Agency: Devito/Verdi, New York; DDB Worldwide, Chicago; Lowe, New York
Star Rating: 2.5
What next? A campaign for sunshine? A campaign for gravity? A campaign for breathing?
Some concepts should be fundamental enough to be understood and internalized beyond any need for further amplification. You'd think that freedom, and the specific civil liberties that constitute it, would be one. What a sorry state of affairs when it falls to a series of 30-second spots to explain to Americans what should not need explaining.
Yet here we are -- with American liberty being challenged by terrorism from without, and by the response to terrorism from within -- and it suddenly becomes evident that civics class never took, that for many Americans "freedom" is a platitude to be mouthed and the Bill of Rights is an answer to a quiz question, please don't ask which one.
So here comes the Ad Council with a public service campaign like a Stanley Kaplan SAT brush-up, reminding the most democratic nation on earth, oh, yeah, what democracy means.
What it means to be able to worship as you please. What it means to be able to read whatever you wish. What it means to be able to criticize the government, in public and in private. What it means to be protected from the police.
It's not just that we take these freedoms for granted. Many Americans are unclear as to their significance, leaving it to the Only You Can Prevent Forest Fires people to bring the message home.
For the most part, the Ad Council and its volunteer agencies do so quite well.
'Twilight Zone' twist
The best are from Devito/Verdi, New York, which presents a pair of vignettes that take mundane scenes and give them a chilling Twilight Zone twist. One takes place in a library, where a young man inquires about certain books, only to be told by a grim librarian that the material is no longer in circulation. Then she asks his name. When he tries to flee, he is stopped by government snoops. A second spot shows a church service breaking up, whereupon the pastor warns his congregants to be careful going home. Then, with an eye out for police, they crawl out of the cellar and melt into the night.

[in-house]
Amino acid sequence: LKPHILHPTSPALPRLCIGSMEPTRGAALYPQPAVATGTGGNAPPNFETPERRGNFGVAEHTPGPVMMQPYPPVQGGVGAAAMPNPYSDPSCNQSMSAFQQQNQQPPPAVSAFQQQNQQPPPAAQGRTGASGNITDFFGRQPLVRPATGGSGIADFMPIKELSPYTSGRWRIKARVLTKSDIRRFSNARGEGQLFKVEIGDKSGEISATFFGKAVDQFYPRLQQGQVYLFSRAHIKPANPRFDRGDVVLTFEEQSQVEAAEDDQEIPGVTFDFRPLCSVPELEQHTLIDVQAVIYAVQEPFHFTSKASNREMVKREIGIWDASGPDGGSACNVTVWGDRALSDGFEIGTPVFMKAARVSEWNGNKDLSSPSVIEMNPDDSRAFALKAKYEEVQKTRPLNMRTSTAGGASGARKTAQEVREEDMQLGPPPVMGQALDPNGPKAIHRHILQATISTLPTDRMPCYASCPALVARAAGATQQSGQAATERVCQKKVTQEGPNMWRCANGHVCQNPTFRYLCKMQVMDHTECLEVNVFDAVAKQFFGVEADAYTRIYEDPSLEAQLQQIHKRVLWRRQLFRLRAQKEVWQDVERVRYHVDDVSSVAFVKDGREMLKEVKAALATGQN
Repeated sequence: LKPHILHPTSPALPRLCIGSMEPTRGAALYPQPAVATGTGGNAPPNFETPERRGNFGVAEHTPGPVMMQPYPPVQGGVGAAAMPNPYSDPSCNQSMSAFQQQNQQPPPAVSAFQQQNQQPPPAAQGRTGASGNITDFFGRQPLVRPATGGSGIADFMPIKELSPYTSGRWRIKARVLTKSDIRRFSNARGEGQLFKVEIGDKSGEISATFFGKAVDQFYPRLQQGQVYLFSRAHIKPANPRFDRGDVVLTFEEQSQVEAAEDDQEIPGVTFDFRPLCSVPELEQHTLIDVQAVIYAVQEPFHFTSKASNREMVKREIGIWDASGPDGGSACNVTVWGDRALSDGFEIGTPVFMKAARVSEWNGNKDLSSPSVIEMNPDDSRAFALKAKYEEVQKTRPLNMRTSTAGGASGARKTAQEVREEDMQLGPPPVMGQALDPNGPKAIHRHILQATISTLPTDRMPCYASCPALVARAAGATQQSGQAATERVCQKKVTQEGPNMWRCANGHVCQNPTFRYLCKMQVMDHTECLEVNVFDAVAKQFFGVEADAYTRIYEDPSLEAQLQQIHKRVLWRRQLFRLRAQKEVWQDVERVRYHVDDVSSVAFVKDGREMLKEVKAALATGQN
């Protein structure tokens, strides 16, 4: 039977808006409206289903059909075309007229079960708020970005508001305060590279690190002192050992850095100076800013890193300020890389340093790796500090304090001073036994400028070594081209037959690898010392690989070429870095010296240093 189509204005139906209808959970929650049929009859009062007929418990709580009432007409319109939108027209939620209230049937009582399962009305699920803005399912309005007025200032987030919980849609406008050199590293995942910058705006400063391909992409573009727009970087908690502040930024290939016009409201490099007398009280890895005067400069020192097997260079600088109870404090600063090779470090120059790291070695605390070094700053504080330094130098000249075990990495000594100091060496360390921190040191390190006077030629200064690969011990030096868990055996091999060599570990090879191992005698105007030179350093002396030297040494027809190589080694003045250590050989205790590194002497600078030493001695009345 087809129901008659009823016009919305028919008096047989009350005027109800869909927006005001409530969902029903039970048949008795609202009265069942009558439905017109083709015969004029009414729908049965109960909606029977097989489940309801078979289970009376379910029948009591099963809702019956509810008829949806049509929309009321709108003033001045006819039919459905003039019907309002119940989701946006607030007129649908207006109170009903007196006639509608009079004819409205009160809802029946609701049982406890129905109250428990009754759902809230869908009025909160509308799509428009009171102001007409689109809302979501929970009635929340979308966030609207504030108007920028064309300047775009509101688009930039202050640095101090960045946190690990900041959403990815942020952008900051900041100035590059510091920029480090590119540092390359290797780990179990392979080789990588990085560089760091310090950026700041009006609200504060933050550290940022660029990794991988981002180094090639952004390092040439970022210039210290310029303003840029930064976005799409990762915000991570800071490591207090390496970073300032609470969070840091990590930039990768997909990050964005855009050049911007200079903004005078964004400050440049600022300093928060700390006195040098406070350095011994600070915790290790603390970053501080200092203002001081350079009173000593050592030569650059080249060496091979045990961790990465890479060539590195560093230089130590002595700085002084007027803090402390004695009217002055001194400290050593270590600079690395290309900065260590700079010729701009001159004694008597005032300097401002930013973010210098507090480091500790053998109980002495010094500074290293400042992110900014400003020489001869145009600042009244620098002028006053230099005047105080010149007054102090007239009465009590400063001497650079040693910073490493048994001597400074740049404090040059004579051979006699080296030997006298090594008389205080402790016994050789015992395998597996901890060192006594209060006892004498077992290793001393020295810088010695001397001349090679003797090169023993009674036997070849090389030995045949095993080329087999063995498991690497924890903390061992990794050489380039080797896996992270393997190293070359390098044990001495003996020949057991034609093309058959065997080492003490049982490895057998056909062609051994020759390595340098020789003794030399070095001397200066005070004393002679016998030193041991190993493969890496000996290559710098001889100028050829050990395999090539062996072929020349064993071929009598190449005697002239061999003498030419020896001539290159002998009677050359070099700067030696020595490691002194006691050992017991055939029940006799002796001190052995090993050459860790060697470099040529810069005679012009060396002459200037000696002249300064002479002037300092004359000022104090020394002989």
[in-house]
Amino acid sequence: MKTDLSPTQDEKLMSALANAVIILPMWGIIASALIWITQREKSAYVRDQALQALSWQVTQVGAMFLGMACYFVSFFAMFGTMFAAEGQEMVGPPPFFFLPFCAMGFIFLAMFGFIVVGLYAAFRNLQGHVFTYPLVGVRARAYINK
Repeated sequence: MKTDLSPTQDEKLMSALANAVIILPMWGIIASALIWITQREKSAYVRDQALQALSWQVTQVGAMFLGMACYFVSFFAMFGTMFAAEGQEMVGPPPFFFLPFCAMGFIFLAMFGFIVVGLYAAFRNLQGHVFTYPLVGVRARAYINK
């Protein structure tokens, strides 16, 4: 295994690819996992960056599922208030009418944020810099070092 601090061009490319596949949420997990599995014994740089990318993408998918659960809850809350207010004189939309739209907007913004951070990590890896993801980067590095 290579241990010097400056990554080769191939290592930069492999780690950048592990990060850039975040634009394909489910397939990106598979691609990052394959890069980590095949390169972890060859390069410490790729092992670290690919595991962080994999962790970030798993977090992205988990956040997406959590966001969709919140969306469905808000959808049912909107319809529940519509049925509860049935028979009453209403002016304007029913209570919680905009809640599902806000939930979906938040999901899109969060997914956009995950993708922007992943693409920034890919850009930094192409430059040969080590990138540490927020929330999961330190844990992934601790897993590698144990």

"Freedom," the onscreen super says. "Appreciate it. Cherish it. Protect It."
Another spot from DDB Worldwide, Chicago, shows a young motorist being stopped for no apparent reason by the cops, who search his car without a warrant and find dangerous contraband: newspapers. He's hauled off. Then there are three from Lowe, New York, which follow dubious -- or, at least, vague -- logic to connect freedom and supermarket choice, freedom and medical advancements, freedom and, uh, even more freedom. Pretty lame, truth be told.
There's also a fourth one from Devito/Verdi that doesn't so much deal with freedom as rally the home-front troops in defense of all we hold dear. It shows a street of Bayonne, N.J., row houses before 9/11 and after. "Terrorists tried to change America forever," the voice-over says, as the "after" shot reveals Old Glory waving from every house. "Well, they succeeded."
Poignant and inspiring
The spot is poignant and inspiring enough, but too busy reveling in our national resolve for it to communicate what those flags really mean, what is truly at stake.
And so much is at stake. The obvious threat is that terrorists want us to cower. They want to exploit our very freedoms in order to deprive us of them. The less obvious threat, and the bitter irony of this campaign, is that they are dramatically succeeding. Already, the FBI and other agencies have been unleashed to infiltrate religious groups. Already the rules of search and seizure have been loosened. Already, by order of the government, "sensitive" materials have been taken from public libraries, in addition to computers and hard drives, so that the FBI can see who has been using them, and for what. Already, the president's spokesman has warned critics of the government to "be careful of what they say."
There are no Campaign for Freedom spots about racial profiling or arrest without due process, but those Twilight Zone episodes are here, as well, without much fuss from the resolute flag wavers. Post-9/11 polls reveal that Americans are willing to surrender some civil liberties (read, "other people's civil liberties") in exchange for security. If this campaign works half as well as Smokey Bear, eventually it might dawn that our strength and security lie in those essential liberties.
We can appreciate freedom. We can cherish it. But we cannot give it up and protect it at the same time.